Wednesday, November 5, 2014

Midweek Market Monetarist Links and Summaries - 11/5/14

It took a while, but Svensson's opponents now recognize his critique as valid (Scott Sumner): Svensson, vindicated
The Fed's promise to raise rates soon does not make sense. Will it matter when the Fed has "traction"?
Keynesian economics, RBC theory and beggar thy neighbor policies...Three widely held theories discredited in 5 minutes
There are still some regulatory issues in the way of U.S. participation: We're getting there (not?)
Given the best possible circumstance...Response to John Becker
Scott revisits a Cowen post from two years earlier: Does monetary policy "cause" changes in NGDP?

Econlog posts from Scott Sumner:

A response to a post from Tyler Cowen: Supply and demand side stagnation
The historical timeline helps...For some strange reason Keynes and Hayek caused the Great Recession
Honing in on some basics: The "it doesn't matter" theories

By ignoring money, New Keynesians have confused cause and effect (Josh Hendrickson): More on interest rates and inflation

Corporate expectations just aren't that optimistic about future demand (David Glasner):

A good day for Japan (Britmouse)

As it turns out, quite a lot (Ben Southwood) What Robert Peston gets wrong about QE
Ben highlights a recent post from Anthony J. Evans at the Cobden Center: Deflation in the Eurozone is not good deflation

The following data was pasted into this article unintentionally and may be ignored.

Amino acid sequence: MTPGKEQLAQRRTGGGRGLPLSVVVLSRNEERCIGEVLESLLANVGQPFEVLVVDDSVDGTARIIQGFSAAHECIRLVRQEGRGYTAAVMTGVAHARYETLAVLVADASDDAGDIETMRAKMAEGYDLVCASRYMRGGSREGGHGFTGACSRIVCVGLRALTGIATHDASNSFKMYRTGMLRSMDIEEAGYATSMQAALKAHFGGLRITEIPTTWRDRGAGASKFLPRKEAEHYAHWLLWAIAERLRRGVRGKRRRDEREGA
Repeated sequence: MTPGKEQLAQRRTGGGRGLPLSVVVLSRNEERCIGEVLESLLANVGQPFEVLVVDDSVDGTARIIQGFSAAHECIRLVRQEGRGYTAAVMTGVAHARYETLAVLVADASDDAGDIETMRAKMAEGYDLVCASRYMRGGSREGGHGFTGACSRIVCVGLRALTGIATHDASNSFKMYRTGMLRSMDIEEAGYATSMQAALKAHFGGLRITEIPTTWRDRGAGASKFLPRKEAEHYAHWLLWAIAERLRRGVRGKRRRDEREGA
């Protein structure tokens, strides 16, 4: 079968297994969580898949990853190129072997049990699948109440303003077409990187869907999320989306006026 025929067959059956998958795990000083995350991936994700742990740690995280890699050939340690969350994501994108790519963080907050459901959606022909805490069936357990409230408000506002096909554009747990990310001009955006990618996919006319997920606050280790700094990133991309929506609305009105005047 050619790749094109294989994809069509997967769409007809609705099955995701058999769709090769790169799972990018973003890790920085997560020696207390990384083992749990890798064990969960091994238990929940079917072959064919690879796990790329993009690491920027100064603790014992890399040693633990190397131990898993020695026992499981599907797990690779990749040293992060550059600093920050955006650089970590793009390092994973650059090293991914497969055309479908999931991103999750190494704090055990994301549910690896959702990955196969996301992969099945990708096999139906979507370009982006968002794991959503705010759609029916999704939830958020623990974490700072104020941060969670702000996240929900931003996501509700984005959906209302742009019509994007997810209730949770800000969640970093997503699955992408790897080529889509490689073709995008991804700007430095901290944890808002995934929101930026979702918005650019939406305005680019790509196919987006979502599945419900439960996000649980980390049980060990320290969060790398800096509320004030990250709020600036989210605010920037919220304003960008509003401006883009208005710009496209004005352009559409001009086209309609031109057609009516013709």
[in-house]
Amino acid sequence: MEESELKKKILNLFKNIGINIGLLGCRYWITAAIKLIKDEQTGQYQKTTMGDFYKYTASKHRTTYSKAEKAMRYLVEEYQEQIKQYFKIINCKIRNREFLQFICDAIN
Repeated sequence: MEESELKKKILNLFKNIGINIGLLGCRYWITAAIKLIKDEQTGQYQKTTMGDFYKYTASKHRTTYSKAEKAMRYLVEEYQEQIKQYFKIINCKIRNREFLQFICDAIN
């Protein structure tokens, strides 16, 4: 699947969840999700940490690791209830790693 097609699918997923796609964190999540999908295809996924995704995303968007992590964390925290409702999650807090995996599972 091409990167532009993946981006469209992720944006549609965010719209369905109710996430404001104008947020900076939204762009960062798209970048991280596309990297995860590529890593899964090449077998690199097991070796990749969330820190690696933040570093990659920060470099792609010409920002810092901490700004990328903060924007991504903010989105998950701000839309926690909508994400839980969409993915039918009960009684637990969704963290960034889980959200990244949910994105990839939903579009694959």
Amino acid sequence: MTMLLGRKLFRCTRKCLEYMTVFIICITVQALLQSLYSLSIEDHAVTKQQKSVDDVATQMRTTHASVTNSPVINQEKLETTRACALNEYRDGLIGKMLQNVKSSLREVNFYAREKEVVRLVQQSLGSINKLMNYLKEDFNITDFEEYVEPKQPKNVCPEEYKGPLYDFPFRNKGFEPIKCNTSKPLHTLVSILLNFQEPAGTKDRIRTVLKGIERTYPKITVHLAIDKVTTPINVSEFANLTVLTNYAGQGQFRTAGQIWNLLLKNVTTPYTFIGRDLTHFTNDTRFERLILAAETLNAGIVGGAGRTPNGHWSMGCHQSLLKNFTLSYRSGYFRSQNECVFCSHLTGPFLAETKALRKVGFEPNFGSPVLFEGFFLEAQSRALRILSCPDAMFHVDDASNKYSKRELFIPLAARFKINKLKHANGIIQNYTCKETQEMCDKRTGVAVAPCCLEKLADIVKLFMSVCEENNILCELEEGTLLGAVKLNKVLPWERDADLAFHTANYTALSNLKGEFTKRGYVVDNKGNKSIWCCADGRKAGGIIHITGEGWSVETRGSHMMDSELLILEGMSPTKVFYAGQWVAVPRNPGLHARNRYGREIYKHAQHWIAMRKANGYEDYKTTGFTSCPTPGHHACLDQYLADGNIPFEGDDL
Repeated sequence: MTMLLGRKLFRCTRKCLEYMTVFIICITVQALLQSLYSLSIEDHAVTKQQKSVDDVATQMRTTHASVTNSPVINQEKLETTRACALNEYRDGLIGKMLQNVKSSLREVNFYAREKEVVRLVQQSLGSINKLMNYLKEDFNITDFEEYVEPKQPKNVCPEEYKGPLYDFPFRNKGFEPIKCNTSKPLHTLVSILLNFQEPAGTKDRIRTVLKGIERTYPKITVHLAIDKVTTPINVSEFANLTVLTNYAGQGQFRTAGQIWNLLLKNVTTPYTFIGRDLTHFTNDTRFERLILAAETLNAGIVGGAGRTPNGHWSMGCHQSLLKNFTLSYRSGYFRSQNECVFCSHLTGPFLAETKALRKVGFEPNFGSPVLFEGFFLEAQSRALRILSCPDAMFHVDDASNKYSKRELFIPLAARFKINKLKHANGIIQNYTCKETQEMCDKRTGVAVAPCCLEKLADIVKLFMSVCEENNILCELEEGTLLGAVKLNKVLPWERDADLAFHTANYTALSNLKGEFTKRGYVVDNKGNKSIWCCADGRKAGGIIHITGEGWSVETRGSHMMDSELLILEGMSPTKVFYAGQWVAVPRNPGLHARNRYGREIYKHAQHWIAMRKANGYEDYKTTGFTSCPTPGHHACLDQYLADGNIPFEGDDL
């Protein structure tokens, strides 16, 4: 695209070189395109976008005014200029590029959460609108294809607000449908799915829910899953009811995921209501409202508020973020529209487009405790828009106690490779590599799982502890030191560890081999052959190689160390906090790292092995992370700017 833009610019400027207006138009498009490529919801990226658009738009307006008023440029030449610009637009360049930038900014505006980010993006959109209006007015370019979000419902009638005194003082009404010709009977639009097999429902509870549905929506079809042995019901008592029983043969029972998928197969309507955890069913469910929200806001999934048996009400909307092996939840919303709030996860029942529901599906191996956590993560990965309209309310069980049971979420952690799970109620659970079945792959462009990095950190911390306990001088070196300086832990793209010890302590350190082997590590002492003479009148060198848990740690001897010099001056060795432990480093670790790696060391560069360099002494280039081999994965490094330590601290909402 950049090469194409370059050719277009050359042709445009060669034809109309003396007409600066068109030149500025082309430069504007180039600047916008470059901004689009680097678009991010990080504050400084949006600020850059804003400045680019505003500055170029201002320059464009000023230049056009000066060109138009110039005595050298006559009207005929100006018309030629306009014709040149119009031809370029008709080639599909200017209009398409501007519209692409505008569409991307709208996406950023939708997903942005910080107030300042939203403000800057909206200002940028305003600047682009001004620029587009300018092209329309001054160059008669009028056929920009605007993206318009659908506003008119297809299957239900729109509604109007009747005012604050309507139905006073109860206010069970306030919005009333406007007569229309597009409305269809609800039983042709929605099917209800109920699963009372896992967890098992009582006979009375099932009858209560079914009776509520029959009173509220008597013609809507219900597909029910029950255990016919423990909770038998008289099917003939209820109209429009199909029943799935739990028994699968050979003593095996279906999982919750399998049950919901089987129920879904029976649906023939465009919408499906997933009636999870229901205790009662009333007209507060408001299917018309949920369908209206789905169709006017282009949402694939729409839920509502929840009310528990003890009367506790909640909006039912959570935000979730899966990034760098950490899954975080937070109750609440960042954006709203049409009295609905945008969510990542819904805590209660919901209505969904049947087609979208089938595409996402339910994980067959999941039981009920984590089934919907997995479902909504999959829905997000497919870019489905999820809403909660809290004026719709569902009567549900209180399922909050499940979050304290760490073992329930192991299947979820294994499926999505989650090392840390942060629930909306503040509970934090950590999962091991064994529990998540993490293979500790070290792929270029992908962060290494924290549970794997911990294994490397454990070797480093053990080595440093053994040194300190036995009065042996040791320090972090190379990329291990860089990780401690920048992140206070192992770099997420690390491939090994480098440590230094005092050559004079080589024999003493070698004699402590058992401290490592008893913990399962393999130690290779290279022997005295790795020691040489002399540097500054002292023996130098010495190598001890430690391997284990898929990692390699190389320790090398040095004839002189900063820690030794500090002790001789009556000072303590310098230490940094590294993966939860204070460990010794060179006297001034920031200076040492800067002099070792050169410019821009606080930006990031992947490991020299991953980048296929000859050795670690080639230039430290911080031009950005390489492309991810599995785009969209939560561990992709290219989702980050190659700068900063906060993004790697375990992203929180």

(Marcus Nunes) Fed discretion distorts more than it helps:
Economic "pressure" is still running low:
No one needs a nominal target and an inflation target at the same time:
More Cassel, less Keynes, please...
Do military expenditures really qualify for an "all's well"?
A "correction" for Anatole Kaletsky:
What can happen to AS with a 2% target...
How will Australia weather the commodity "storm"?

A recent paper from Christina and David Romer:
New Evidence on the Impact of Financial Crisis in Advanced Countries

"Should finance people be allowed out unaccompanied by a macroeconomist?" (Nick Rowe)
Which fallacy is harder to understand?
Income variance between father and son:

"The Fed is taking a serious risk in undermining the credibility of its nominal target" (Ryan Avent)
 Marcus Nunes also highlights a particularly good quote from the article:

It's hard to believe the WSJ expects people to pay for its whiplash inducing opinion pages...(Benjamin Cole)

What does global nature of the supply side mean for inflation? (Bonnie Carr)
When even the basics are questioned...

Lars Christensen gives a talk at CEPOS:
Some good links:

Monopolist profits are going to (drum roll...) homeowners! (Kevin Erdmann) Indeed, Piketty's book charts even show this. Didn't Piketty notice?
A tight money regime only hurts poor households:

(James Caton) Microfoundations? Pascal Salin needs macroeconomic tools to conduct macroeconomic analysis
Two roads? Theoretical case and historical precedent for a nominal anchor (Part IV)

"NGDP has not recovered from the trend it was violently shaken from six years ago" (Steve Randy Waldmann)

No comments:

Post a Comment